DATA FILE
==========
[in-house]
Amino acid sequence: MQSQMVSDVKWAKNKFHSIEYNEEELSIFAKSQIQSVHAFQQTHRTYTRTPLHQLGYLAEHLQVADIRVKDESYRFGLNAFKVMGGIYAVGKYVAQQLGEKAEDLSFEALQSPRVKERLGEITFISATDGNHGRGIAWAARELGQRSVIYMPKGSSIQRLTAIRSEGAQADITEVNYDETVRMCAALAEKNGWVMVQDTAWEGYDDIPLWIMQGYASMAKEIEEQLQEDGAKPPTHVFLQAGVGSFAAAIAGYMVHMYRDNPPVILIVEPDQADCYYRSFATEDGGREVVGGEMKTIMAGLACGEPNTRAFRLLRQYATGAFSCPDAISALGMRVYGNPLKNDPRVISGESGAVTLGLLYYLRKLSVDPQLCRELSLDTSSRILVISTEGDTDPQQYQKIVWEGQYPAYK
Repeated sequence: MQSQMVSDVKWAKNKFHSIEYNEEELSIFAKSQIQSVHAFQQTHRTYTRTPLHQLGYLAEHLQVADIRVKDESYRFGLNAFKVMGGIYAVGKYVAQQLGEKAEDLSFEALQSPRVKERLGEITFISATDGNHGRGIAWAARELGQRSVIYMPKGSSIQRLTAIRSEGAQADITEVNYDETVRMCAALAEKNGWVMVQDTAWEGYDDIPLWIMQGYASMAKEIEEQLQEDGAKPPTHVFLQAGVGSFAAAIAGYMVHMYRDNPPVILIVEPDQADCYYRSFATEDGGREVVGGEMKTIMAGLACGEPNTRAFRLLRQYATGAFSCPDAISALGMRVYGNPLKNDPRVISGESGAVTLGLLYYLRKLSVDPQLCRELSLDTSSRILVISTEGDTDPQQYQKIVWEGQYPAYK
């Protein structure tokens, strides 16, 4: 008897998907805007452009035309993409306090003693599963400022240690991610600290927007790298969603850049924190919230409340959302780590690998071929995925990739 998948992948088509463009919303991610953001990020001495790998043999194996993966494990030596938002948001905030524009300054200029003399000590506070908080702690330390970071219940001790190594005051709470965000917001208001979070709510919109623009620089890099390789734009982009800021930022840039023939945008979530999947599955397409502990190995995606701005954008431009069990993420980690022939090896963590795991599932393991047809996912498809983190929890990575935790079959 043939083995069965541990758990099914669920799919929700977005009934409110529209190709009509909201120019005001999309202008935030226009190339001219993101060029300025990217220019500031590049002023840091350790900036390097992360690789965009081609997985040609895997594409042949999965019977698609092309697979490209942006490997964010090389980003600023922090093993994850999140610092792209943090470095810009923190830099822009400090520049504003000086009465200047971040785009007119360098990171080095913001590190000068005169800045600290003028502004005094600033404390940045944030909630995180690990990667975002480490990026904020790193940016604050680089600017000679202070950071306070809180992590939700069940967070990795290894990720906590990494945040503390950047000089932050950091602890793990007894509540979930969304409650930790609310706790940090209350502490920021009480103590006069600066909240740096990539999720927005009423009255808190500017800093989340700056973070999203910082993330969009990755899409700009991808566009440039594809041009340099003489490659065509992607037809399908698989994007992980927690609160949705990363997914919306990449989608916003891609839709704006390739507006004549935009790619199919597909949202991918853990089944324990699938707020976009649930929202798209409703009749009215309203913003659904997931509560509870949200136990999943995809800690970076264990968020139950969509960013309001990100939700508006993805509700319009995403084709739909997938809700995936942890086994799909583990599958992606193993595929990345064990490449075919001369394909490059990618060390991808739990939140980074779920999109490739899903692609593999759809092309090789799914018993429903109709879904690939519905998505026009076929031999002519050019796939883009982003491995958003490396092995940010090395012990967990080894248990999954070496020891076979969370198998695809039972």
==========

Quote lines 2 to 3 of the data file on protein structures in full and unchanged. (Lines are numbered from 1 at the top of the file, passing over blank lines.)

Amino acid sequence: MQSQMVSDVKWAKNKFHSIEYNEEELSIFAKSQIQSVHAFQQTHRTYTRTPLHQLGYLAEHLQVADIRVKDESYRFGLNAFKVMGGIYAVGKYVAQQLGEKAEDLSFEALQSPRVKERLGEITFISATDGNHGRGIAWAARELGQRSVIYMPKGSSIQRLTAIRSEGAQADITEVNYDETVRMCAALAEKNGWVMVQDTAWEGYDDIPLWIMQGYASMAKEIEEQLQEDGAKPPTHVFLQAGVGSFAAAIAGYMVHMYRDNPPVILIVEPDQADCYYRSFATEDGGREVVGGEMKTIMAGLACGEPNTRAFRLLRQYATGAFSCPDAISALGMRVYGNPLKNDPRVISGESGAVTLGLLYYLRKLSVDPQLCRELSLDTSSRILVISTEGDTDPQQYQKIVWEGQYPAYK
Repeated sequence: MQSQMVSDVKWAKNKFHSIEYNEEELSIFAKSQIQSVHAFQQTHRTYTRTPLHQLGYLAEHLQVADIRVKDESYRFGLNAFKVMGGIYAVGKYVAQQLGEKAEDLSFEALQSPRVKERLGEITFISATDGNHGRGIAWAARELGQRSVIYMPKGSSIQRLTAIRSEGAQADITEVNYDETVRMCAALAEKNGWVMVQDTAWEGYDDIPLWIMQGYASMAKEIEEQLQEDGAKPPTHVFLQAGVGSFAAAIAGYMVHMYRDNPPVILIVEPDQADCYYRSFATEDGGREVVGGEMKTIMAGLACGEPNTRAFRLLRQYATGAFSCPDAISALGMRVYGNPLKNDPRVISGESGAVTLGLLYYLRKLSVDPQLCRELSLDTSSRILVISTEGDTDPQQYQKIVWEGQYPAYK